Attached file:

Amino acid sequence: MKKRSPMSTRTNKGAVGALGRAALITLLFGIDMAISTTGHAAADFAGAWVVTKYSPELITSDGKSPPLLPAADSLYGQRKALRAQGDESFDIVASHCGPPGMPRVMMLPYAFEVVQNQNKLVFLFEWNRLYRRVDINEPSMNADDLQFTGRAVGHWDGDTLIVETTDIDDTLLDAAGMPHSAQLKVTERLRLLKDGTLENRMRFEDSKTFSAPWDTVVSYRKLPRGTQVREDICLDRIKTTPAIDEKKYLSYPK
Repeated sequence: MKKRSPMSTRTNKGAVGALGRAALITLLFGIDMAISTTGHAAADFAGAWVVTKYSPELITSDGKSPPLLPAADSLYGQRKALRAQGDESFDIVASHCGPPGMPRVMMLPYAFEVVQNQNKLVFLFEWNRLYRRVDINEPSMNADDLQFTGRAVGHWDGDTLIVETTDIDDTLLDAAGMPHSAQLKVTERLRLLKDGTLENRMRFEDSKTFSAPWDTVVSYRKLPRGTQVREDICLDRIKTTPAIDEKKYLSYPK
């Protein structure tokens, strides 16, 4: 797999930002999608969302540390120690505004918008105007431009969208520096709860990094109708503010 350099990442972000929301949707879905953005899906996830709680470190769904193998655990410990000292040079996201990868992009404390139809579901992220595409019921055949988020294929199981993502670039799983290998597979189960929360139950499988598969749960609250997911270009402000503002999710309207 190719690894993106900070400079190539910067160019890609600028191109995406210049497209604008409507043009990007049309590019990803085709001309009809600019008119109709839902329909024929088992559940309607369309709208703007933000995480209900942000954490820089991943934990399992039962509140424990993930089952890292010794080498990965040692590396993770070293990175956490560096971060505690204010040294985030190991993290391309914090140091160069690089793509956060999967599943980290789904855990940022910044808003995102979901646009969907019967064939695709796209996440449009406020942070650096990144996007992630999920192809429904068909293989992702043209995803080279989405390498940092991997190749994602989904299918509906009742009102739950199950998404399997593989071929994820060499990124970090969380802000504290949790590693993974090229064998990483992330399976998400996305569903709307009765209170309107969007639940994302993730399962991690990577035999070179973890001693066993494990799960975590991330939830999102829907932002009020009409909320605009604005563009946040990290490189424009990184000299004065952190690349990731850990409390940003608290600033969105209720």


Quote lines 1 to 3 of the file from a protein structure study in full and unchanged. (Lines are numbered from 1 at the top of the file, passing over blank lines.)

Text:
Amino acid sequence: MKKRSPMSTRTNKGAVGALGRAALITLLFGIDMAISTTGHAAADFAGAWVVTKYSPELITSDGKSPPLLPAADSLYGQRKALRAQGDESFDIVASHCGPPGMPRVMMLPYAFEVVQNQNKLVFLFEWNRLYRRVDINEPSMNADDLQFTGRAVGHWDGDTLIVETTDIDDTLLDAAGMPHSAQLKVTERLRLLKDGTLENRMRFEDSKTFSAPWDTVVSYRKLPRGTQVREDICLDRIKTTPAIDEKKYLSYPK
Repeated sequence: MKKRSPMSTRTNKGAVGALGRAALITLLFGIDMAISTTGHAAADFAGAWVVTKYSPELITSDGKSPPLLPAADSLYGQRKALRAQGDESFDIVASHCGPPGMPRVMMLPYAFEVVQNQNKLVFLFEWNRLYRRVDINEPSMNADDLQFTGRAVGHWDGDTLIVETTDIDDTLLDAAGMPHSAQLKVTERLRLLKDGTLENRMRFEDSKTFSAPWDTVVSYRKLPRGTQVREDICLDRIKTTPAIDEKKYLSYPK
């Protein structure tokens, strides 16, 4: 797999930002999608969302540390120690505004918008105007431009969208520096709860990094109708503010 350099990442972000929301949707879905953005899906996830709680470190769904193998655990410990000292040079996201990868992009404390139809579901992220595409019921055949988020294929199981993502670039799983290998597979189960929360139950499988598969749960609250997911270009402000503002999710309207 190719690894993106900070400079190539910067160019890609600028191109995406210049497209604008409507043009990007049309590019990803085709001309009809600019008119109709839902329909024929088992559940309607369309709208703007933000995480209900942000954490820089991943934990399992039962509140424990993930089952890292010794080498990965040692590396993770070293990175956490560096971060505690204010040294985030190991993290391309914090140091160069690089793509956060999967599943980290789904855990940022910044808003995102979901646009969907019967064939695709796209996440449009406020942070650096990144996007992630999920192809429904068909293989992702043209995803080279989405390498940092991997190749994602989904299918509906009742009102739950199950998404399997593989071929994820060499990124970090969380802000504290949790590693993974090229064998990483992330399976998400996305569903709307009765209170309107969007639940994302993730399962991690990577035999070179973890001693066993494990799960975590991330939830999102829907932002009020009409909320605009604005563009946040990290490189424009990184000299004065952190690349990731850990409390940003608290600033969105209720």